Lewisham: St Mary
East Lewisham Deanery
The Revd Steve Hall
48 Lewisham Park
London. SE13 6QZ
Tel: 020 8690 2682
Details of all Sunday and weekday services and activities may be obtained from the parish contacts
Patron: Earl of Dartmouth
Urban Priority Area: Yes
Deanery: East Lewisham
Archdeaconry: Lewisham & Greenwich
Episcopal Area: Woolwich
Diocesan Record Office: London Metropolitan Archives
Built: 1774 - 77
Architect: George Gibson Junior
Listing: grade B
The church is of stone construction with stone dressings. It has a crypt and other rooms below most of the building.
The tower at the west end is the oldest part of the church, the lower parts being perpendicular (dating from 1498-1512) and remaining from the medieval church. The rest of the church was rebuilt 1774-77 by George Gibson Jnr to a rectangular "preaching box with galleries" plan with small semi-circular apse (base of which still visible in the crypt) and galleries to the north and south. There was an organ covering the west arch into the tower.
The church suffered major fire damage in 1830. The interior and roof was rebuilt similarly to the previous church, only to be remodelled in 1881 by the installation of timber columns to replace the original cast iron, the opening up of the timbers to the ceiling, new pews and a new pulpit. At this time the steps from the tower into the church were added, and Sir Arthur Blomfield designed the present chancel to replace the semi-circular apse.
The chancel arrangement was again altered in the late 20th century to a fine design by Keith Murray in line with the principals of the Liturgical Movement. The new flooring is Purbeck Thornback polished limestone and the five-legged rectangular altar is of Green Purbeck "marble".
There are transept-like north and south wings to the church, that on the south side forming a classical four-columned porch with pediment giving onto the main entrance lobby and staircase up to the gallery on this side. On the north there is a ground floor sacristy, toilet and stepped north entrance lobby, with a stair leading to the north gallery. There is a store room here also, in which is visible the timber structure to the plastered barrel vault over the first floor landing.
The actual (double-height, Victorian) north transept has a stair leading down to the rooms beneath the Victorian chancel. The south transept is used on the ground floor as a chapel of reservation, whilst above a semi-circular arched window of traditional design has allowed a parish office to be created.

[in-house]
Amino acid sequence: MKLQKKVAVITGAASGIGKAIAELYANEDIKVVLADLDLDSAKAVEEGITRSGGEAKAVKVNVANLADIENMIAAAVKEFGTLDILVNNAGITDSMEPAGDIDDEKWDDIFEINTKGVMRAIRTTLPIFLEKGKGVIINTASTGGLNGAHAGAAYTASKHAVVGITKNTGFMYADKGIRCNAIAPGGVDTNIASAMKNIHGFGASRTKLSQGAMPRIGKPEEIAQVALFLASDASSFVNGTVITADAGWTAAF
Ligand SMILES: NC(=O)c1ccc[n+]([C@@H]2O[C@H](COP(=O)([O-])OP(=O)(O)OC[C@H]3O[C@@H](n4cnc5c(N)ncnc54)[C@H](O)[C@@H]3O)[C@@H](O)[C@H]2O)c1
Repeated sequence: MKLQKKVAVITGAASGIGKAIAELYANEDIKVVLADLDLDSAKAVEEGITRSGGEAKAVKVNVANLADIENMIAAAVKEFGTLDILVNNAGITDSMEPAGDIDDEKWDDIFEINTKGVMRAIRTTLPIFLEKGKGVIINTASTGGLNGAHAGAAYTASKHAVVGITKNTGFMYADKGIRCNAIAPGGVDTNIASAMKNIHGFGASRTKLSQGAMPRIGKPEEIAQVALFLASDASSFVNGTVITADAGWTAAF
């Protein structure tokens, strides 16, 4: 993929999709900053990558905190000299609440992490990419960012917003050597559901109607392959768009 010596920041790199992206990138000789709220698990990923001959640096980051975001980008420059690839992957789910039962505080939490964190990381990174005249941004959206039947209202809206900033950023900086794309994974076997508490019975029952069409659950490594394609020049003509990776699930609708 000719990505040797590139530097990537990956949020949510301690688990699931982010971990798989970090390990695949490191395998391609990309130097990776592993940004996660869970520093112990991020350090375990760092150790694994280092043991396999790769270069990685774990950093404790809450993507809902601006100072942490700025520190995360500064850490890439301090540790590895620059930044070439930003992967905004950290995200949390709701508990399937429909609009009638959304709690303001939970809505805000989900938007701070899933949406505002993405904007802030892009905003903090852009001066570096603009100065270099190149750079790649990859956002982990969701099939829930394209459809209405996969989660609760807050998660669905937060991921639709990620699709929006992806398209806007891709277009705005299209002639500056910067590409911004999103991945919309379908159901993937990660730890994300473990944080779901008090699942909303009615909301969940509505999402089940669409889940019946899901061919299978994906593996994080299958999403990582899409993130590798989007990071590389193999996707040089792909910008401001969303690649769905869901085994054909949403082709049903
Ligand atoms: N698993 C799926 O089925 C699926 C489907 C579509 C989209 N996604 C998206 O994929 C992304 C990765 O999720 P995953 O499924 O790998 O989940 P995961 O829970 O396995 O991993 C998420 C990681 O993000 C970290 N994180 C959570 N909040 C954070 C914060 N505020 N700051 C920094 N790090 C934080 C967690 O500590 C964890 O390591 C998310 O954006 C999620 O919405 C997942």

Beneath the chancel are a number of rooms, including small office, an old sacristy and toilet. Whilst these rooms are on the same level as the old crypt (itself at the same level as the original medieval church), there is no access into it and the stairs beneath the tower are used for this purpose. The crypt extends under the whole of the eighteenth century church, although only about half of the area is at present accessible. The structure here is vaulted brickwork; at the east end (beneath the old apse) are two chambers containing coffins.
As well as crypt stairs, there is a porch to the west door at the base of the tower, the roof of which is said to be made up from the original Georgian pulpit sounding board. The upper parts of the tower are accessible from a vyse stair projecting from the south east corner, with both internal and external. The top of this projection is roofed in Kentish Rag and flint. The stair gives access first to an empty room (which at one time may have given access in turn onto a second level west end gallery), and then to the ringing chamber over. There is a clock chamber between it and the belfry, which in turn gives access via a dormer onto the slopping (but hidden) roof, all three last being accessible by timber stairs, trap door and ladder arrangements.
The belfry contains a peal of bells hung to iron frames, which are rung regularly.
The church is set in a large mainly grassed churchyard, the western part of which is bisected by a public footpath. There are numerous tombs and monuments set amongst yew and deciduous trees, including many chest tombs and a brick obelisk-type structure near the main entrance. Boundary walls are generally brick, and parts of the yard are fenced in black steel railings. The churchyard is of some importance to the nature conservation of London, since it contains rare ferns and lichens which date back to the nineteenth century.